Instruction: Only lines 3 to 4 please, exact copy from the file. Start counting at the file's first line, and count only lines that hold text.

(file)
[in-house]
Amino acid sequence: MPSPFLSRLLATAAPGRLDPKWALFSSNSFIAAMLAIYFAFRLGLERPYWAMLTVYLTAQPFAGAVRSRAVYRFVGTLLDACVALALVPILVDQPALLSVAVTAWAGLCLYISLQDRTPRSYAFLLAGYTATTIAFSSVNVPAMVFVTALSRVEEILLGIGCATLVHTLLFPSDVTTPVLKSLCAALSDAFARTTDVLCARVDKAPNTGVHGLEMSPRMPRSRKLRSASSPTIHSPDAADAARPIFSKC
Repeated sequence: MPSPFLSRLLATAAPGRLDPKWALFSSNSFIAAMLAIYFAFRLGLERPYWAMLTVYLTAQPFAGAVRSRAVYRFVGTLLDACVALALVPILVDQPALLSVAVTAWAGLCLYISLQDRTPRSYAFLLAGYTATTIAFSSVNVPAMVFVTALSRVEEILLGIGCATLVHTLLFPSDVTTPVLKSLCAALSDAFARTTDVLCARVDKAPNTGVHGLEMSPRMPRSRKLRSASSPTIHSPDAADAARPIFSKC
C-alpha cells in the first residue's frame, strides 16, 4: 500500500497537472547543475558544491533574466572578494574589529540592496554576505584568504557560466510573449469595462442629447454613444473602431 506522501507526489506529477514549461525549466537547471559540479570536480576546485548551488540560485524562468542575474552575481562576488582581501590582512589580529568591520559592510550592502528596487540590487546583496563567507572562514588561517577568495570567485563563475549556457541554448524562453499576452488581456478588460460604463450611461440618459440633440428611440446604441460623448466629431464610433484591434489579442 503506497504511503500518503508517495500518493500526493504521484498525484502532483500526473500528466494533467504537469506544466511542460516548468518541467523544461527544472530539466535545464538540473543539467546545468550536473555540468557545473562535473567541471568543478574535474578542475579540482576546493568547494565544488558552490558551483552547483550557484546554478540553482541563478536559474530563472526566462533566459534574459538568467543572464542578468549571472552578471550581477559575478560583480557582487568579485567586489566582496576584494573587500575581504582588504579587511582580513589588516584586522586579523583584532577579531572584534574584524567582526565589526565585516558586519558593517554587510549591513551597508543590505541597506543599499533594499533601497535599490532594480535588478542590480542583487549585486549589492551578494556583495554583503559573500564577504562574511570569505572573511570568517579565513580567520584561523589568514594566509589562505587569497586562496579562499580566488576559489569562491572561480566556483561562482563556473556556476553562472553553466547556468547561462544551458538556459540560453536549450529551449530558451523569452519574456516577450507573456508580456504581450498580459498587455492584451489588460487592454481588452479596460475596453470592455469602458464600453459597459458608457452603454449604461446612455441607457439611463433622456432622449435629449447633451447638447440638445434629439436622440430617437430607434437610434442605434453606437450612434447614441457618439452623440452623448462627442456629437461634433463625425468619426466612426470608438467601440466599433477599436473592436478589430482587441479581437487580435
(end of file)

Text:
Repeated sequence: MPSPFLSRLLATAAPGRLDPKWALFSSNSFIAAMLAIYFAFRLGLERPYWAMLTVYLTAQPFAGAVRSRAVYRFVGTLLDACVALALVPILVDQPALLSVAVTAWAGLCLYISLQDRTPRSYAFLLAGYTATTIAFSSVNVPAMVFVTALSRVEEILLGIGCATLVHTLLFPSDVTTPVLKSLCAALSDAFARTTDVLCARVDKAPNTGVHGLEMSPRMPRSRKLRSASSPTIHSPDAADAARPIFSKC
C-alpha cells in the first residue's frame, strides 16, 4: 500500500497537472547543475558544491533574466572578494574589529540592496554576505584568504557560466510573449469595462442629447454613444473602431 506522501507526489506529477514549461525549466537547471559540479570536480576546485548551488540560485524562468542575474552575481562576488582581501590582512589580529568591520559592510550592502528596487540590487546583496563567507572562514588561517577568495570567485563563475549556457541554448524562453499576452488581456478588460460604463450611461440618459440633440428611440446604441460623448466629431464610433484591434489579442 503506497504511503500518503508517495500518493500526493504521484498525484502532483500526473500528466494533467504537469506544466511542460516548468518541467523544461527544472530539466535545464538540473543539467546545468550536473555540468557545473562535473567541471568543478574535474578542475579540482576546493568547494565544488558552490558551483552547483550557484546554478540553482541563478536559474530563472526566462533566459534574459538568467543572464542578468549571472552578471550581477559575478560583480557582487568579485567586489566582496576584494573587500575581504582588504579587511582580513589588516584586522586579523583584532577579531572584534574584524567582526565589526565585516558586519558593517554587510549591513551597508543590505541597506543599499533594499533601497535599490532594480535588478542590480542583487549585486549589492551578494556583495554583503559573500564577504562574511570569505572573511570568517579565513580567520584561523589568514594566509589562505587569497586562496579562499580566488576559489569562491572561480566556483561562482563556473556556476553562472553553466547556468547561462544551458538556459540560453536549450529551449530558451523569452519574456516577450507573456508580456504581450498580459498587455492584451489588460487592454481588452479596460475596453470592455469602458464600453459597459458608457452603454449604461446612455441607457439611463433622456432622449435629449447633451447638447440638445434629439436622440430617437430607434437610434442605434453606437450612434447614441457618439452623440452623448462627442456629437461634433463625425468619426466612426470608438467601440466599433477599436473592436478589430482587441479581437487580435